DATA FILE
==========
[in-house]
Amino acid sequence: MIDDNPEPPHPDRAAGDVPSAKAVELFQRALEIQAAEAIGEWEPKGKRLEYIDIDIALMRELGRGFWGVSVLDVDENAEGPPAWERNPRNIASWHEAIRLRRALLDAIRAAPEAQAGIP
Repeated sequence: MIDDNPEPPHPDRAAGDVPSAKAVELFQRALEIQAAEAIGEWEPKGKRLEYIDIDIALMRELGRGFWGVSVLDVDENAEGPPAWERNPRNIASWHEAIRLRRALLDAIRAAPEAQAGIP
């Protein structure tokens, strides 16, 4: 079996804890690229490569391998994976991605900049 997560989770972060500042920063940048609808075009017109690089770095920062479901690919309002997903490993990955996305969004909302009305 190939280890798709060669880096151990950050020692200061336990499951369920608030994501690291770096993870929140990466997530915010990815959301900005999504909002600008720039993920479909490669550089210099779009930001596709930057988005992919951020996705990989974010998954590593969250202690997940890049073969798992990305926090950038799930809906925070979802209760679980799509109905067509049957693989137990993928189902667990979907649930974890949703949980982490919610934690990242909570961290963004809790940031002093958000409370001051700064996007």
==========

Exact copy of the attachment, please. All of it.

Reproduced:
[in-house]
Amino acid sequence: MIDDNPEPPHPDRAAGDVPSAKAVELFQRALEIQAAEAIGEWEPKGKRLEYIDIDIALMRELGRGFWGVSVLDVDENAEGPPAWERNPRNIASWHEAIRLRRALLDAIRAAPEAQAGIP
Repeated sequence: MIDDNPEPPHPDRAAGDVPSAKAVELFQRALEIQAAEAIGEWEPKGKRLEYIDIDIALMRELGRGFWGVSVLDVDENAEGPPAWERNPRNIASWHEAIRLRRALLDAIRAAPEAQAGIP
């Protein structure tokens, strides 16, 4: 079996804890690229490569391998994976991605900049 997560989770972060500042920063940048609808075009017109690089770095920062479901690919309002997903490993990955996305969004909302009305 190939280890798709060669880096151990950050020692200061336990499951369920608030994501690291770096993870929140990466997530915010990815959301900005999504909002600008720039993920479909490669550089210099779009930001596709930057988005992919951020996705990989974010998954590593969250202690997940890049073969798992990305926090950038799930809906925070979802209760679980799509109905067509049957693989137990993928189902667990979907649930974890949703949980982490919610934690990242909570961290963004809790940031002093958000409370001051700064996007």